Some researcher studied soil and water conservation measures by classifying them into indigenous and introduced measures whereas others classified as agronomic, physical and biological measures. Birhan  identified indigenous SWC measures (traditional dithes (boyi), traditional waterway (Gorf Mekided), mixed cropping, contour ploughing, crop rotation and dib) and newly introduced SWC practices (soil bunds, stone bunds, stonefaced soil bunds, hillside terrace, check dams, sediment storage dams, micro basin and cut off drain) at Gidan Wereda of North Wollo. A study in Bale Eco-Region by Tadele  identified different soil conservation practices: indigenous agronomic (fallowing, crop rotation and intercropping), physical practices (traditional terrace, modern terrace, soil bund and counter ploughing) and biological practices (Agroforestry, grass strips, cutting and carrying, traditional rotational grazing and haymaking). In the same way, Belay and Eyasu  assessed and classified the major SWC measures being employed in Guba-Lafto Woreda of North Wollo as physical SWC measures (stone bund, hillside terrace, micro water ponds, stone faced soil bund, check dam, and fanya-juu terrace); agronomic conservation measures (contour farming, agroforestry, mixed cropping, and crop rotation); and biological conservation measures (afforestation, area enclosure, and grass strip).
The result of study conducted to assess farmers’ practices on soil erosion control and soil fertility improvement in rift valley areas of east Shewa and west Arsi zones of Oromia region showed that farmers are using different practices such as soil bund, cutoff drains and micro basins, crop rotation, compost, animal manure and intercropping to control soil erosion problem . According to Mengie et al. , some of the adopted soil conservation practices in Darimu and Chewaka woredas of Illu Ababora Zone include fallowing, manure, contour plowing, crop rotation, waterways, terracing, soil bund, funya juu, grass strip, chomo grass and elephant grasses. Samuel  identified some of the common indigenous SWC practices in the east Haraghe zone such as Mechanical SWC practices (soil bund, stone bund, terrace, micro-basin and tied ridge), biological SWC practices (grass for structure stabilization and tree plantation) and Agroforestry practices (algae check dam, sifting cultivation).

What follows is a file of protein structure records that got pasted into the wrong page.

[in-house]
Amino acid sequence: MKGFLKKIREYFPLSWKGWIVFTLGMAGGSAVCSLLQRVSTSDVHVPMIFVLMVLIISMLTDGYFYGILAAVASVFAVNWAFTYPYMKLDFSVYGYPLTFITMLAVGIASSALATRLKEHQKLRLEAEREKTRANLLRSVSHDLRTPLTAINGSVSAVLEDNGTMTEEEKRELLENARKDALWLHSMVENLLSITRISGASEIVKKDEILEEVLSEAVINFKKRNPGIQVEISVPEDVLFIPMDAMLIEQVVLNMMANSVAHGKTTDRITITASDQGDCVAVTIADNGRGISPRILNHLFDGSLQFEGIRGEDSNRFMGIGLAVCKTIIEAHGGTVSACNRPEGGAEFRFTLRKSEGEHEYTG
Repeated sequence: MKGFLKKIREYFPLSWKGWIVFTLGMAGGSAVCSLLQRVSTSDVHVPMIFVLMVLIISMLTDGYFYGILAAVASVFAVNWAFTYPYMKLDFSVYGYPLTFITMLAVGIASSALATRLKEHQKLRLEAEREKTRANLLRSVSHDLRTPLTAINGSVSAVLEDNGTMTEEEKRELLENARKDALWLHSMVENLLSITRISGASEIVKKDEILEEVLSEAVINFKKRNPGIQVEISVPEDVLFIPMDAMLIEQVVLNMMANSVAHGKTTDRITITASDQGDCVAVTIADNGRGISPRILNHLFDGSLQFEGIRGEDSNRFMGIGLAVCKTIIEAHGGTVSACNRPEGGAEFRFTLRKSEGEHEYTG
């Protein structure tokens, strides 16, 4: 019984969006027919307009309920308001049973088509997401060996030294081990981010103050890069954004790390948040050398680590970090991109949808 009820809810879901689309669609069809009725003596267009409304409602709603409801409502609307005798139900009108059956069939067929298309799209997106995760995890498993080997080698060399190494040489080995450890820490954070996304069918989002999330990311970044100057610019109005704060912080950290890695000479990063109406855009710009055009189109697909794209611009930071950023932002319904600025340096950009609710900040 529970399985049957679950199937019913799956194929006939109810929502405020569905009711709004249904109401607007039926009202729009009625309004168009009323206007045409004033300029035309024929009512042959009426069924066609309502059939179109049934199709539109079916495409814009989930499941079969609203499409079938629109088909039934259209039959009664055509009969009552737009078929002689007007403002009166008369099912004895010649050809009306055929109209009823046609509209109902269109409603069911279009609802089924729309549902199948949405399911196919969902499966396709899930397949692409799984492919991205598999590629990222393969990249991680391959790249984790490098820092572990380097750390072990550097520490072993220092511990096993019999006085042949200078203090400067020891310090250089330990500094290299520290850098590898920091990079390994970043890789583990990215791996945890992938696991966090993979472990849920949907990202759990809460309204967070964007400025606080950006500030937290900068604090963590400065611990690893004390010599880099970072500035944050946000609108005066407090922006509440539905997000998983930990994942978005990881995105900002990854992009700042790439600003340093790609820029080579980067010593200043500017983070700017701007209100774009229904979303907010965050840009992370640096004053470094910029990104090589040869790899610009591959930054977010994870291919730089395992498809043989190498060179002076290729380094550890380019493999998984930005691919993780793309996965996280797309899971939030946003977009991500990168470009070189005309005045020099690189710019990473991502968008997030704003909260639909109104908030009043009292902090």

Zenebe et al.  reviewed and summarized the most common SWC measures in Ethiopia by grouping them into three broad categories: farmland management, hillside management and gully rehabilitation/stabilization (Table 1).
Table 1:Selected SWC practices in Ethiopia categorized based on management types.
Soil and Water Conservation Measures in Ethiopia
The roles of soil and water conservation measures in reducing nutrient and soil losses, and hence increasing agricultural productivity have been reported by several researchers. Yonas et al.  evaluated the effectiveness of soil and water conservation practices on improving selected soil properties in Wonago district, Southern Ethiopia. They found that soil pH, K, P, TN, SOC, %clay and CEC were significantly improved in areas with SWC practices. The use of SCW measures could change P and C factors used in RUSLE equation. For instance, Tibebu et al.  assessed soil erosion control efficiency of land management practices implemented (for 5 years: 2010-2015) through free community labor mobilization in 16 systematically selected watersheds of Ethiopia. The result showed that overall change in P and C factor values resulted in a 42% relative soil loss reduction in the selected watersheds.
Bench and hillside terraces